The English Student Board serves as a liaison between the English faculty and students. Members of the Board participate in the faculty evaluation process, organize informational and social events for majors and minors, serve on faculty search committees, curate content for Sturges hallway displays, and provide feedback to the English Department on its latest initiatives. Kaitie Welch (’20) had this to say about her experience as a two-time member of the Board: “Being on the English Student Board has been such a rewarding experience. It has provided me with skills that will be helpful when entering the workforce, such as event planning, conducting work evaluations, and collaborating with others! Being on the board has also brought me closer to other students in the department who I’m happy to call my friends!” Members of the Board are elected by their peers each Spring for the following year and are approved by the English faculty. Serving on the Student Board is a full-year commitment.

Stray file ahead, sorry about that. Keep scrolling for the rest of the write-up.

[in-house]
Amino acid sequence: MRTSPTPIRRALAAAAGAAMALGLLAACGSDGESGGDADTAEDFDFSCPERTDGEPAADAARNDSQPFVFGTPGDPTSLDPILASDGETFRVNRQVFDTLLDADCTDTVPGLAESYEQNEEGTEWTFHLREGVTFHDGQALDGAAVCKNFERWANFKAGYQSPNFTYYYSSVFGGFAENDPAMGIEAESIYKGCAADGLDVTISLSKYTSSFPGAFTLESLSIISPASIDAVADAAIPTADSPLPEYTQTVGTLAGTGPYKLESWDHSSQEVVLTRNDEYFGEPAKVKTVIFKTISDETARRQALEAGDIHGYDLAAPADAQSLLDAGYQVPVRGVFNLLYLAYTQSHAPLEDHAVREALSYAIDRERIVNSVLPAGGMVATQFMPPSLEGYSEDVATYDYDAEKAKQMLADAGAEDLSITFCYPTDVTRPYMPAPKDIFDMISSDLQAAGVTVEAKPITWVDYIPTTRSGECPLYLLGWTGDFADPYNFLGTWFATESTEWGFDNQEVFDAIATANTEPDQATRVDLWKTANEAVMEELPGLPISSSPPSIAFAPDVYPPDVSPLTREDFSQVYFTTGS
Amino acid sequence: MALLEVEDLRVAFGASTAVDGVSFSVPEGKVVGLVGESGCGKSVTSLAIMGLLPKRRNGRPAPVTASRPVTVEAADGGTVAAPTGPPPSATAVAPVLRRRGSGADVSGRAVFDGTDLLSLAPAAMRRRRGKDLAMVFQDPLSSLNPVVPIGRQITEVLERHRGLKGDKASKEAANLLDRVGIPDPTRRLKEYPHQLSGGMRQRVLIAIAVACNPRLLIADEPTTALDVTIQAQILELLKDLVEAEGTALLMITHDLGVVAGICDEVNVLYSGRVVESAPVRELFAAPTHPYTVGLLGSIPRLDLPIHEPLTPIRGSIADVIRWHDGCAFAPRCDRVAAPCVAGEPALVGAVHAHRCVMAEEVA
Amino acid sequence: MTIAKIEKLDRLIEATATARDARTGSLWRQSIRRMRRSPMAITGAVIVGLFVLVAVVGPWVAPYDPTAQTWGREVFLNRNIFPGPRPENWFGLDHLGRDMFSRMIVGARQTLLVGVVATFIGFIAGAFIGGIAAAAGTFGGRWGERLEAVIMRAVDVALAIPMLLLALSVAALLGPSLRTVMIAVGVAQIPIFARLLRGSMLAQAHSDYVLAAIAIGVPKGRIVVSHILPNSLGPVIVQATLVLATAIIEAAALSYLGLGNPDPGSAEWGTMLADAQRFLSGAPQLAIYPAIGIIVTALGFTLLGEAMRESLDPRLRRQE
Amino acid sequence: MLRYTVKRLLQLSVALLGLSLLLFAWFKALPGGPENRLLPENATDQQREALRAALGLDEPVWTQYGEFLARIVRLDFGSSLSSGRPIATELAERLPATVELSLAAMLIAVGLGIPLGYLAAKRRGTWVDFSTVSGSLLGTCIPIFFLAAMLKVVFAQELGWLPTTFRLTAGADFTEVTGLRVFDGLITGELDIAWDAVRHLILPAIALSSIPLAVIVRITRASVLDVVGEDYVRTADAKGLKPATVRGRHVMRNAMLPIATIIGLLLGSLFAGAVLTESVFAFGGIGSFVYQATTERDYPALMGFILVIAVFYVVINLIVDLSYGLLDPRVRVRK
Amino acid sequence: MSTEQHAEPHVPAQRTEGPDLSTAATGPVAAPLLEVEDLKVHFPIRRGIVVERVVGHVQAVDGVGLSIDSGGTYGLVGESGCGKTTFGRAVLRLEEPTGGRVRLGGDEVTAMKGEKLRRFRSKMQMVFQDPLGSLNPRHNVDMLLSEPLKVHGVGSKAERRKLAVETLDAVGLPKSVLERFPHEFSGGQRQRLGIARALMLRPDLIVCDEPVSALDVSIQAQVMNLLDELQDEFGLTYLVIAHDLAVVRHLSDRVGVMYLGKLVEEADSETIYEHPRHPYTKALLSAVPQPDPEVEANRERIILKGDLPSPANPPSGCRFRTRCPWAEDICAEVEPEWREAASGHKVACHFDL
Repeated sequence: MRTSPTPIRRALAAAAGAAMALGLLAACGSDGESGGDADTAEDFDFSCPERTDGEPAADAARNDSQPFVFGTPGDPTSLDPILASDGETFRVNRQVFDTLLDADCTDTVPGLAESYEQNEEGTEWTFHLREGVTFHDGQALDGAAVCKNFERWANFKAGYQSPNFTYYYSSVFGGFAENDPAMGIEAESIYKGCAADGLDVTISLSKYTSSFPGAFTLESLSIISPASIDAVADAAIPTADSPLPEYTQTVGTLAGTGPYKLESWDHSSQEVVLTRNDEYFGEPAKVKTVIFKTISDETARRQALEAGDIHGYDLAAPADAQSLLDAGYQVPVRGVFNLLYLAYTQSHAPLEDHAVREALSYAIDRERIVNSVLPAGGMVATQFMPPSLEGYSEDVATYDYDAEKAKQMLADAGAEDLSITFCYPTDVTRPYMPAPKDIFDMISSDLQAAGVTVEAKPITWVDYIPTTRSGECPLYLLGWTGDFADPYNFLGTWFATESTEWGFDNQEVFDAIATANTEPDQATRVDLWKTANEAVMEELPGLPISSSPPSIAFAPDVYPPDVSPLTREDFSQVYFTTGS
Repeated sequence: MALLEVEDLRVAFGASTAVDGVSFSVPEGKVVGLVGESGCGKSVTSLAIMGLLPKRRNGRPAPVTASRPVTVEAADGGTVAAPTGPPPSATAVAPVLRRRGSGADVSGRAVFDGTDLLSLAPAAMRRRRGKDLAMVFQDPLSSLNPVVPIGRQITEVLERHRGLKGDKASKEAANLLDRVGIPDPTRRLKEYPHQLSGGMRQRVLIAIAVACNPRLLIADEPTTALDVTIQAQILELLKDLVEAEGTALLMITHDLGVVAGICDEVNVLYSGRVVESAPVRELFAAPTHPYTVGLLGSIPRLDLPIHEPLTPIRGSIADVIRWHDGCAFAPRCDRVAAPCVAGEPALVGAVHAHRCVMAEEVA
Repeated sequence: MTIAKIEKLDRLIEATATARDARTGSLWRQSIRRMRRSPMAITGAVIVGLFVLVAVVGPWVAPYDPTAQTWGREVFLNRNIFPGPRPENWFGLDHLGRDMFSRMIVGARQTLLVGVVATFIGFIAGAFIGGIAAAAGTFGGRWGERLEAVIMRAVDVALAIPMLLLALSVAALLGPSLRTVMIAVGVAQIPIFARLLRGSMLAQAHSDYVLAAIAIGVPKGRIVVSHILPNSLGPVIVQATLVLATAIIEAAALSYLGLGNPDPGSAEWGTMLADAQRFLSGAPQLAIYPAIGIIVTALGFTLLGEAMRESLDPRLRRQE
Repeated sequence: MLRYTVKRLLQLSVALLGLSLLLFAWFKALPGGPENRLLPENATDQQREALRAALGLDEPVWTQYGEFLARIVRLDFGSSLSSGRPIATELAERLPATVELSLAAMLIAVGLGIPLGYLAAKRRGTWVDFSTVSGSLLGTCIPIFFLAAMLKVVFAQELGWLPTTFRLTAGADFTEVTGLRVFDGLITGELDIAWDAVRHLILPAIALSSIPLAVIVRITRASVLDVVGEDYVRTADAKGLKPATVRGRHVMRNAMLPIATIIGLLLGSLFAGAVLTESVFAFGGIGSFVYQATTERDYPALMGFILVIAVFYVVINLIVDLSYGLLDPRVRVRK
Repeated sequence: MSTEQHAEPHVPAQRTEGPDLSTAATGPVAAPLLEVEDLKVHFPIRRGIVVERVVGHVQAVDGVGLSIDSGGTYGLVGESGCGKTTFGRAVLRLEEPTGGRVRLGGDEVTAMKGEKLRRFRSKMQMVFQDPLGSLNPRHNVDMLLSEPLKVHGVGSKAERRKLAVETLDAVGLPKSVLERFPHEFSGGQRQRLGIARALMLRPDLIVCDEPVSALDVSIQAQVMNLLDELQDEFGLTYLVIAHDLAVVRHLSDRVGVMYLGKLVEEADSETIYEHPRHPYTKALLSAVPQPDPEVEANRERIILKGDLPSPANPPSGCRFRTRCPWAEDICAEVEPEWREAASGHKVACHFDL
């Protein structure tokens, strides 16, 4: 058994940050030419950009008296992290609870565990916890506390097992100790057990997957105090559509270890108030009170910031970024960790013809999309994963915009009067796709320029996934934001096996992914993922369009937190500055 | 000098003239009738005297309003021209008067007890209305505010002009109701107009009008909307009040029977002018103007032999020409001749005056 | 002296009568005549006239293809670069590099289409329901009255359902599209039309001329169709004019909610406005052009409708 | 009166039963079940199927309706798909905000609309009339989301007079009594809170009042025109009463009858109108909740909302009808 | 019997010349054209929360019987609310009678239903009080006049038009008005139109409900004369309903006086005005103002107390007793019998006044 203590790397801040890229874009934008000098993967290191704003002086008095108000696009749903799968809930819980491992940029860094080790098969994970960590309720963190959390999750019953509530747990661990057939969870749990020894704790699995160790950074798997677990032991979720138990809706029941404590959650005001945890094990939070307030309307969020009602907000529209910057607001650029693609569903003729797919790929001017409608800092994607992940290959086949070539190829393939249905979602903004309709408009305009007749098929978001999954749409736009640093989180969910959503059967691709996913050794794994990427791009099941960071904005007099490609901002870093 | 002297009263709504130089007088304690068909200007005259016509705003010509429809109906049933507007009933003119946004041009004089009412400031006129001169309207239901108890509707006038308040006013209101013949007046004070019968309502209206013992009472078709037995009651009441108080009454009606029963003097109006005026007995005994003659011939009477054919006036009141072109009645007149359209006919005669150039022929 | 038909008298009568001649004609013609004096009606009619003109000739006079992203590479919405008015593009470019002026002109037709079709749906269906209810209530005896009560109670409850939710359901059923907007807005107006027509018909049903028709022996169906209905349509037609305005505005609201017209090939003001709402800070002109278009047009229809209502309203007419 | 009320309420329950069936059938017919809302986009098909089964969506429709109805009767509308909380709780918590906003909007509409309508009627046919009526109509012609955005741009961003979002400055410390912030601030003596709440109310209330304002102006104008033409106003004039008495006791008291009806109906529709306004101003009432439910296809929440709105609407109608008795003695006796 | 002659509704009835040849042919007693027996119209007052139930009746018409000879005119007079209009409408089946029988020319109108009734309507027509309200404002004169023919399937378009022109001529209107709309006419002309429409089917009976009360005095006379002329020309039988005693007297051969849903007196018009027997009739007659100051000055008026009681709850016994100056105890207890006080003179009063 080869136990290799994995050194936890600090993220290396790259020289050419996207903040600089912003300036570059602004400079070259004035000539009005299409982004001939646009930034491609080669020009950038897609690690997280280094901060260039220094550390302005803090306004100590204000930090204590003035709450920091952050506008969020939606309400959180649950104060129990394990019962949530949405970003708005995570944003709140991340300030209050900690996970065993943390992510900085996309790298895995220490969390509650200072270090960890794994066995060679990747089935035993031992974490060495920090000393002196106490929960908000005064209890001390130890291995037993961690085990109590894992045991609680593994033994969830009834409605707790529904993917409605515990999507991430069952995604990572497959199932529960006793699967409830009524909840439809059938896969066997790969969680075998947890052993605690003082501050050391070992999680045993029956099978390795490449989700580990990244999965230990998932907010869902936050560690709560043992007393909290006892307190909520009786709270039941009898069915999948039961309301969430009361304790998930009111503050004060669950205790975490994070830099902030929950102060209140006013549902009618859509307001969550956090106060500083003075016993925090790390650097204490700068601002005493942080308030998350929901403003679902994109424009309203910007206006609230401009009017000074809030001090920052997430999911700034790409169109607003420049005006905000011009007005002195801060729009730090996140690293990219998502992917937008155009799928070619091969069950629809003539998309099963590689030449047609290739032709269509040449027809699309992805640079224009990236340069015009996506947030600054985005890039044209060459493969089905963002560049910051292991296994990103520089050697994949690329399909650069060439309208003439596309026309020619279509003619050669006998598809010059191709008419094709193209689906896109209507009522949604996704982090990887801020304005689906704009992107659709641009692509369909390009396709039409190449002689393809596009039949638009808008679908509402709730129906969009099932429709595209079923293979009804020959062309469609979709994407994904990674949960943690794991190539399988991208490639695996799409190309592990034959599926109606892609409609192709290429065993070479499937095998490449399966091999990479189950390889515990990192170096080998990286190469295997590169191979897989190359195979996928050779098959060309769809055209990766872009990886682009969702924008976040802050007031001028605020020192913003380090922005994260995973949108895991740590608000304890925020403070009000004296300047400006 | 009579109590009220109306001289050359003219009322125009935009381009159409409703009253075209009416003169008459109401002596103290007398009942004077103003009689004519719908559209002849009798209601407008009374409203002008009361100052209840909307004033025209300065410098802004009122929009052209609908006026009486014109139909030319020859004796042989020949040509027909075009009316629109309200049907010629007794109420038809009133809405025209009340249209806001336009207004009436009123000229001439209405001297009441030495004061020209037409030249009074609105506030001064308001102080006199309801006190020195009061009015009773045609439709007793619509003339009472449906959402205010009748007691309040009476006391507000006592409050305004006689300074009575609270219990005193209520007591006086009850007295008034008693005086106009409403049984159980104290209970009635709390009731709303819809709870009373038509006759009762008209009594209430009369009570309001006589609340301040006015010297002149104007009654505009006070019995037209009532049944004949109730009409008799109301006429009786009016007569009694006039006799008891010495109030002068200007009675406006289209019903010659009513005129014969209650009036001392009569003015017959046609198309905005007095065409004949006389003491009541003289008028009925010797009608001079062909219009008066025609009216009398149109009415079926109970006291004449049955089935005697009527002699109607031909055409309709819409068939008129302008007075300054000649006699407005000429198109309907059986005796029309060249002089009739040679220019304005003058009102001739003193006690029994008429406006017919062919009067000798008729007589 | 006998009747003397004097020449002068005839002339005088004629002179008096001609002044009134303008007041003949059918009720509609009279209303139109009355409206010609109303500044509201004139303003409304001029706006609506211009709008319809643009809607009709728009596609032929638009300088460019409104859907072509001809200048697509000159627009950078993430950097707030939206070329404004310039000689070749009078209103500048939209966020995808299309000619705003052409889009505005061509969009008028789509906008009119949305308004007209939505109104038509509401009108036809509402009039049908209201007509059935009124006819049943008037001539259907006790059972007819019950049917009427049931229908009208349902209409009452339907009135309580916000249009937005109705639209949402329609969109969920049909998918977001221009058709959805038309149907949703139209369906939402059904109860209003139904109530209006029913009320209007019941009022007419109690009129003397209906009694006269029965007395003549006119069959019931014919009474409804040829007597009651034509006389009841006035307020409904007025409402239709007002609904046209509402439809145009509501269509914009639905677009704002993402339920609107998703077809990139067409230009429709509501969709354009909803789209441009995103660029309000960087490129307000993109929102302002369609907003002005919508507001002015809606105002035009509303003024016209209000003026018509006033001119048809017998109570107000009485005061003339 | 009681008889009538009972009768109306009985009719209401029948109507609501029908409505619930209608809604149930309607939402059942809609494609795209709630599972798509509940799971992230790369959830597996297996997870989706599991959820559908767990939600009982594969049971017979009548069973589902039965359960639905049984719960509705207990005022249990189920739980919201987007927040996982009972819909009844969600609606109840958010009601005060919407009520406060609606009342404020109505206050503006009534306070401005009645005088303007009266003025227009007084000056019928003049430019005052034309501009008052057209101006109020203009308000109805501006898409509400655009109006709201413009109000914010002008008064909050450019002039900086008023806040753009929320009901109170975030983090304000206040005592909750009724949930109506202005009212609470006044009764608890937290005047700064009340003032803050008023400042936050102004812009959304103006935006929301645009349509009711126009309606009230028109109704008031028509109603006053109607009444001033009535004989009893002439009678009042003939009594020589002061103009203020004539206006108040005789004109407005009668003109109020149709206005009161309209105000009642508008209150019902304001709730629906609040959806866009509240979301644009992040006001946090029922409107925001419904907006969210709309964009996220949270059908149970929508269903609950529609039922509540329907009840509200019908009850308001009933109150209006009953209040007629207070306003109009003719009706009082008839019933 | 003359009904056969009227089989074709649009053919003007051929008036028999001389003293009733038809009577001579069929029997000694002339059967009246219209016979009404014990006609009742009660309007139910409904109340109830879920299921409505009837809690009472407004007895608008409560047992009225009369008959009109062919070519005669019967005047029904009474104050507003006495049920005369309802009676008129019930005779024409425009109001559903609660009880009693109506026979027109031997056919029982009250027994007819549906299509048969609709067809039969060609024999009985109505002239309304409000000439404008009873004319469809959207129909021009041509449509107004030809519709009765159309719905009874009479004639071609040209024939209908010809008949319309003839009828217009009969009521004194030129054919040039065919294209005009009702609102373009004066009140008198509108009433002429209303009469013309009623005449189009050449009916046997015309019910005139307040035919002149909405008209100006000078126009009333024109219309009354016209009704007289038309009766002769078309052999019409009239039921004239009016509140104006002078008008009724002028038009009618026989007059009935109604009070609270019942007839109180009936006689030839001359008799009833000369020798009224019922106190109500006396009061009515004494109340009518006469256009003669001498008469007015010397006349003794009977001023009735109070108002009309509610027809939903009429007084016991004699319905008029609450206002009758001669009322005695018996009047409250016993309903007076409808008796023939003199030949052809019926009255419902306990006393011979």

The English Department offers courses on everything from “The Song of Roland” to Salman Rushdie, but chances are there’s a course you wished the department offered but doesn’t. This is where ENG 491: “Directed Readings” can be a game-changer. In a Directed Readings, you curate, in consultation with a faculty supervisor, a syllabus of readings and assignments on a topic of interest to you both, and then meet to discuss the course material one-on-one–or, if your topic is of interest to several students, in a small group. It’s like a private class! Fairness in advertising: Because Directed Readings require faculty to meet with students on top of their regular teaching schedules, there is no guarantee that a faculty member will be able to take on a Directed Reading in a given semester; and, if they are able, faculty may suggest revisions to a course topic or reading list to leverage their expertise or to ensure a level of rigor equivalent to a full-unit course. Creating a Directed Readings is therefore a collaborative process involving negotiation among all parties. So, if you are interested in doing a Directed Readings with a professor, be sure to approach them well in advance of the semester in which you are interested in doing it. Pro-tip: Faculty are usually most receptive to Directed Readings when a student has proven their work ethic and conscientiousness in a regular class–another reason to always do your reading and put in your best effort on assignments!